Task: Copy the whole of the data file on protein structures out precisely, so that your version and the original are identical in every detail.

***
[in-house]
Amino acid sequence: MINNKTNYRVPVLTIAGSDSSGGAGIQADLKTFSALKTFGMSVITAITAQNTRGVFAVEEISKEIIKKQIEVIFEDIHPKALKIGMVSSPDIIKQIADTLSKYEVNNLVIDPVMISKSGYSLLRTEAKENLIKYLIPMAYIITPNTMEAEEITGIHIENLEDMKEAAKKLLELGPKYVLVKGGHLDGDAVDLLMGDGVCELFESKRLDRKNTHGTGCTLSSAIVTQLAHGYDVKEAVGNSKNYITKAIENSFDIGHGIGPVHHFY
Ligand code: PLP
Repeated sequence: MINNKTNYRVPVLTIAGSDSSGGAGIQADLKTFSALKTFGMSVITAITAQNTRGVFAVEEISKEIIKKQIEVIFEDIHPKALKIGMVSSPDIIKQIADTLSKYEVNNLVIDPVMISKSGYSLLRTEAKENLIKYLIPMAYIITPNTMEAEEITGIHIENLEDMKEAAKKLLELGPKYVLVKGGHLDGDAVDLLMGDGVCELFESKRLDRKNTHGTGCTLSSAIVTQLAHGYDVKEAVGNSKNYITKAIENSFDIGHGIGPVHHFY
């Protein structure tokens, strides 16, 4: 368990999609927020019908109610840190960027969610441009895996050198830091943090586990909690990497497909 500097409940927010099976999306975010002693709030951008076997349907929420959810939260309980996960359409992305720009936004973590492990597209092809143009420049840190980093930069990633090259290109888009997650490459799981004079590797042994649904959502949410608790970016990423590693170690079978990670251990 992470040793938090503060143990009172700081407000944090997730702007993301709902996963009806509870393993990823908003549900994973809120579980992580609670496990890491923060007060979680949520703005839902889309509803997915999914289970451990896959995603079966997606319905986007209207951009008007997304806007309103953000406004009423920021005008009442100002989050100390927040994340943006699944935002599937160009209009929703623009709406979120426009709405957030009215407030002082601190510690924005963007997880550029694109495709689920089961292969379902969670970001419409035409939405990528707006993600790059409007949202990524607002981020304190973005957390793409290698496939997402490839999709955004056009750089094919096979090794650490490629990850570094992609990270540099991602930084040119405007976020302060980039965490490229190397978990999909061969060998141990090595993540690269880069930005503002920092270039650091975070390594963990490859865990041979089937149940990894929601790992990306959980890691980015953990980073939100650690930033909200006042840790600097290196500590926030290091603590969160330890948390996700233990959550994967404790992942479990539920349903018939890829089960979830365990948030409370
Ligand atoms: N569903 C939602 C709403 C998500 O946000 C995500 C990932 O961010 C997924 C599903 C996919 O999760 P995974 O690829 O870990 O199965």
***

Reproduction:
[in-house]
Amino acid sequence: MINNKTNYRVPVLTIAGSDSSGGAGIQADLKTFSALKTFGMSVITAITAQNTRGVFAVEEISKEIIKKQIEVIFEDIHPKALKIGMVSSPDIIKQIADTLSKYEVNNLVIDPVMISKSGYSLLRTEAKENLIKYLIPMAYIITPNTMEAEEITGIHIENLEDMKEAAKKLLELGPKYVLVKGGHLDGDAVDLLMGDGVCELFESKRLDRKNTHGTGCTLSSAIVTQLAHGYDVKEAVGNSKNYITKAIENSFDIGHGIGPVHHFY
Ligand code: PLP
Repeated sequence: MINNKTNYRVPVLTIAGSDSSGGAGIQADLKTFSALKTFGMSVITAITAQNTRGVFAVEEISKEIIKKQIEVIFEDIHPKALKIGMVSSPDIIKQIADTLSKYEVNNLVIDPVMISKSGYSLLRTEAKENLIKYLIPMAYIITPNTMEAEEITGIHIENLEDMKEAAKKLLELGPKYVLVKGGHLDGDAVDLLMGDGVCELFESKRLDRKNTHGTGCTLSSAIVTQLAHGYDVKEAVGNSKNYITKAIENSFDIGHGIGPVHHFY
């Protein structure tokens, strides 16, 4: 368990999609927020019908109610840190960027969610441009895996050198830091943090586990909690990497497909 500097409940927010099976999306975010002693709030951008076997349907929420959810939260309980996960359409992305720009936004973590492990597209092809143009420049840190980093930069990633090259290109888009997650490459799981004079590797042994649904959502949410608790970016990423590693170690079978990670251990 992470040793938090503060143990009172700081407000944090997730702007993301709902996963009806509870393993990823908003549900994973809120579980992580609670496990890491923060007060979680949520703005839902889309509803997915999914289970451990896959995603079966997606319905986007209207951009008007997304806007309103953000406004009423920021005008009442100002989050100390927040994340943006699944935002599937160009209009929703623009709406979120426009709405957030009215407030002082601190510690924005963007997880550029694109495709689920089961292969379902969670970001419409035409939405990528707006993600790059409007949202990524607002981020304190973005957390793409290698496939997402490839999709955004056009750089094919096979090794650490490629990850570094992609990270540099991602930084040119405007976020302060980039965490490229190397978990999909061969060998141990090595993540690269880069930005503002920092270039650091975070390594963990490859865990041979089937149940990894929601790992990306959980890691980015953990980073939100650690930033909200006042840790600097290196500590926030290091603590969160330890948390996700233990959550994967404790992942479990539920349903018939890829089960979830365990948030409370
Ligand atoms: N569903 C939602 C709403 C998500 O946000 C995500 C990932 O961010 C997924 C599903 C996919 O999760 P995974 O690829 O870990 O199965």